How to Help a Loved One With Anxiety This Christmas


It’s officially wintertime. ’Tis the season of anxiety. While the holidays can bring feelings of anxiousness to many folks, but for those of us with anxiety disorders, it can be especially triggering. When you love someone with an anxiety or panic disorder, it can be a catch-22. You want to enjoy the holidays with your loved one and the very activities you’re participating in with them may cause them to experience anxiety attacks.

As someone who lives with anxiety and panic disorder, I have a few tips for you to remember as you embark on this holiday season with those you love who may be triggered with anxious thoughts as you go about your festivities.

1. Less is more.

While it can be difficult to go against the majority, authentic gifts and gatherings that involve intimate interactions and thoughtful conversations mean more in the long run and are easier for those living with anxiety to manage.

2. It’s never personal.

Sometimes, it’s necessary for people with anxiety to say “no” to certain events and activities to avoid certain triggers and practice self-care. It’s never personal, but boundaries can be a challenge for those of us with anxiety. So, if we beg off a certain event or activity, it’s not that we don’t love you, but it is done with the aim toward creating a manageable holiday season we can enjoy, not just endure.

3. Create a safe space.

In the same vein of setting boundaries, it’s important for those with anxiety to feel like they have a safe space to decompress from the stress of the holiday season. This space can take many forms, from being a safe person for your loved one to vent to, or providing time they can use to practice self-care. Communication is key here in finding out what your loved one needs. But, by telling your loved one you’d like to create a safe space for them this holiday season, you’ll give them the best gift they’ll get all year.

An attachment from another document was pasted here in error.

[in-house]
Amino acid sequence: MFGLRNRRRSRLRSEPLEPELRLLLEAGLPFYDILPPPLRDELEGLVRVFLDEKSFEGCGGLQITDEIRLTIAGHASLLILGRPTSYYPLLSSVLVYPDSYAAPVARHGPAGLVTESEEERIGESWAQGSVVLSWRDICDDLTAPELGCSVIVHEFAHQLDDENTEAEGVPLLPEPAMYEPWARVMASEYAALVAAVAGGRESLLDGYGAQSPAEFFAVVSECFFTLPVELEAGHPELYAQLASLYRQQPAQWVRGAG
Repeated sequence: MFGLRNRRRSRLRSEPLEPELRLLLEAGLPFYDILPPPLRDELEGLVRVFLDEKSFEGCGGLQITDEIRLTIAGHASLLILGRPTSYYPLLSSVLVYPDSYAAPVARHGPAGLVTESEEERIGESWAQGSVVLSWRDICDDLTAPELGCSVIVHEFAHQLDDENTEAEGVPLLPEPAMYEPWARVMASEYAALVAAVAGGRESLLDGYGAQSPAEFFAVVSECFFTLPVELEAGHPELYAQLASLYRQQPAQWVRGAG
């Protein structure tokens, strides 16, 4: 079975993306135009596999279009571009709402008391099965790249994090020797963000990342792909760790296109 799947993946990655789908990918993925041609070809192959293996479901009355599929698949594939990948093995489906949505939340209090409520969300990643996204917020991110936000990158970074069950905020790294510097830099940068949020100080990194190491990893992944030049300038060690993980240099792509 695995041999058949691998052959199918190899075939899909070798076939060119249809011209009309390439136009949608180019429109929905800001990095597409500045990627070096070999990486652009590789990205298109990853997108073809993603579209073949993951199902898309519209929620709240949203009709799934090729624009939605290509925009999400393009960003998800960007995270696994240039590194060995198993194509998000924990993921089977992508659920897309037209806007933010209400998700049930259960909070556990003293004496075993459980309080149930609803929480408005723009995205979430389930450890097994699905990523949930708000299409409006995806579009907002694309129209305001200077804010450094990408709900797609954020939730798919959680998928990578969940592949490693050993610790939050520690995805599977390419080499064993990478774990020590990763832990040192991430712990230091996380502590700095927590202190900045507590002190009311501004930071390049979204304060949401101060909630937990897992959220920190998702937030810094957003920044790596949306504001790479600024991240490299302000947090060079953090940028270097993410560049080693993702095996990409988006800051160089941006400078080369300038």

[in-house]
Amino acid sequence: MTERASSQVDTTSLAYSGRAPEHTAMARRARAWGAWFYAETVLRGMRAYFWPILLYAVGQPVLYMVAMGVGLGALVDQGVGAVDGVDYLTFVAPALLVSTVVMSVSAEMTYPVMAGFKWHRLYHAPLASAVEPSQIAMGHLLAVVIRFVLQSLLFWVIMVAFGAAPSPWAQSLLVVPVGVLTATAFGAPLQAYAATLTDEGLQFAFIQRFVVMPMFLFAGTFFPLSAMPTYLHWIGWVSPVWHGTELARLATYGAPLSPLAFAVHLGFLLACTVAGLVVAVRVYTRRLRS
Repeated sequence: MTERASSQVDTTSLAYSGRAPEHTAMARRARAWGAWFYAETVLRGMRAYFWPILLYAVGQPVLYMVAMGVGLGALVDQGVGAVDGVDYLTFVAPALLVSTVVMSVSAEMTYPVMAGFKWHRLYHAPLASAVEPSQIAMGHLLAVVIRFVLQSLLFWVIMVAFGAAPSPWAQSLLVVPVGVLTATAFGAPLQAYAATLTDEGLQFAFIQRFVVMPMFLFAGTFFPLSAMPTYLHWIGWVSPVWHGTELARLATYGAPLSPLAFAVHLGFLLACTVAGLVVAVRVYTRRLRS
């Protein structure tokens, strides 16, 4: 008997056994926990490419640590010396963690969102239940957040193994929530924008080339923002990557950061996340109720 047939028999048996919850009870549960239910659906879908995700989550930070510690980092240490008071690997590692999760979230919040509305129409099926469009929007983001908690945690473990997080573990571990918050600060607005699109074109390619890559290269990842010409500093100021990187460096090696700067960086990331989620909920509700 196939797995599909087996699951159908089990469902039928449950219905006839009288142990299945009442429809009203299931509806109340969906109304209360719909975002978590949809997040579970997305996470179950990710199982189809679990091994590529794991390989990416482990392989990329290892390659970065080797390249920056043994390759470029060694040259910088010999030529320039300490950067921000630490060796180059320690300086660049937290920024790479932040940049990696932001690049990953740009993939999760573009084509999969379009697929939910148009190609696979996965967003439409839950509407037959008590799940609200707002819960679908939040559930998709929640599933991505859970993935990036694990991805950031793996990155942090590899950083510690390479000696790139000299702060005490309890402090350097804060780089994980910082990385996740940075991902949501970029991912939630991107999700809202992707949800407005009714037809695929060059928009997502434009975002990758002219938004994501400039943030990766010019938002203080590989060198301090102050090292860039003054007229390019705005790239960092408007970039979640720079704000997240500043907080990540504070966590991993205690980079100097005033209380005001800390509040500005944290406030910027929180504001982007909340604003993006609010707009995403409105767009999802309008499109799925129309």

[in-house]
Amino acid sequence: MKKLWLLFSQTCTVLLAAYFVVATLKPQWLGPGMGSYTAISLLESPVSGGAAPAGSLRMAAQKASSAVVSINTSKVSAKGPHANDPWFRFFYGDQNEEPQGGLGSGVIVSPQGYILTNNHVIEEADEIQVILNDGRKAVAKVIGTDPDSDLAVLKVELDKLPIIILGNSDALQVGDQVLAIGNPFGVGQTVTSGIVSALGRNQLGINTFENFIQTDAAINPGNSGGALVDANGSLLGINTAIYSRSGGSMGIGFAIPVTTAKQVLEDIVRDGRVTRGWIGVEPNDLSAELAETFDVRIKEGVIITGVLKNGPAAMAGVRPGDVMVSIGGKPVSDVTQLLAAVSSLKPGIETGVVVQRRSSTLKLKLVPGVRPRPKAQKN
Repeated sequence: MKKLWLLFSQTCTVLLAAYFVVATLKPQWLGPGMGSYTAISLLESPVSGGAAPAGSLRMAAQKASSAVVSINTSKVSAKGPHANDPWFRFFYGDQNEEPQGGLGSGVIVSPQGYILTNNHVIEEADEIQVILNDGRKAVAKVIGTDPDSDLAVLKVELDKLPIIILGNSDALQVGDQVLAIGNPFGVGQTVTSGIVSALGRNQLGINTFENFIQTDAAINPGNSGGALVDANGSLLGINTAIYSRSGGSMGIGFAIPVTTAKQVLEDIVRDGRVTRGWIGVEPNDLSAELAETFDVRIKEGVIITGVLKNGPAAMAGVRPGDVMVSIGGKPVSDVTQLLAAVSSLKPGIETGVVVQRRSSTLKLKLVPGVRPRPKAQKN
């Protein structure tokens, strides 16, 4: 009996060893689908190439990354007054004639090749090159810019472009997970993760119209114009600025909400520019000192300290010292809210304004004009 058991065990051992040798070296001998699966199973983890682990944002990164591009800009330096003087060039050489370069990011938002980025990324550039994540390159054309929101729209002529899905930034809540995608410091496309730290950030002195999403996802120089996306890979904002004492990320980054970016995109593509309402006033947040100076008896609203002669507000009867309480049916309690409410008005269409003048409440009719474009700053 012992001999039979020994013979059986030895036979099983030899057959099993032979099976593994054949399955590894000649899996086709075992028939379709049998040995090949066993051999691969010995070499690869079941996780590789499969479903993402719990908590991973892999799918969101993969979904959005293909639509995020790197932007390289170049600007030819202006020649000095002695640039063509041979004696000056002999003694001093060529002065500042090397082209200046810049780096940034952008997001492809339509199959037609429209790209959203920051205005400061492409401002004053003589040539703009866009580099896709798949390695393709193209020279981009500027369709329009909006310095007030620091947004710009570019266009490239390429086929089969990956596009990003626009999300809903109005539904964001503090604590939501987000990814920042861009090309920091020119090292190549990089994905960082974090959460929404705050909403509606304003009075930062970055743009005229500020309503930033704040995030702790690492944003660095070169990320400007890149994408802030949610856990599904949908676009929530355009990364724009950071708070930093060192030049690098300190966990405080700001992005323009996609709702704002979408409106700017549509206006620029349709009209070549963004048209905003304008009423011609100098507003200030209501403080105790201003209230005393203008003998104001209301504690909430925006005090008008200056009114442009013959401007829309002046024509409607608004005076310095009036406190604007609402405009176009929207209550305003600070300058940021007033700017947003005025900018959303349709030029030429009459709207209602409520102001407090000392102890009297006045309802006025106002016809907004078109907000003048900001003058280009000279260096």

4. It doesn’t make sense.

Anxiety can happen for many “reasons” or for no reason other than a chemical switch is turned on in the brain. It’s vital to remember that it doesn’t always make sense. It’s essential for your state of mind to stop expecting it to. I remember holiday shopping last year. I had enough time, so wasn’t in a rush. I had stayed within my budget, so had enough money. And yet, I was suddenly struck with such a strong feeling of panic, which felt like I was going to crawl outside of my skin. I began to sweat and became afraid I would pass out. I ended up leaving the cart where it was and fled to the safety of my car.

5. It’s OK.

This last one may be the hardest to remember, but it doesn’t make it less true. It’s OK. It’s OK that your loved one has anxiety. It’s even OK if they get triggered this season (and we probably will). The stigma surrounding anxiety tells us the opposite is true. However, just like physical conditions, anxiety too is a chronic condition requiring care. With proper preparation and care, it’s possible for those of us with panic disorders to manage the situations that trigger us. It just takes practice and perseverance.

Managing anxiety and panic is a marathon, not a sprint. Finding the right prescription of measures that work to help cope with anxiety may take time, but in the end, it will help our loved ones with anxiety not only survive the holidays, but thrive.

Previously published on medium.com

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Getty Images photo via Emilija Randjelovic


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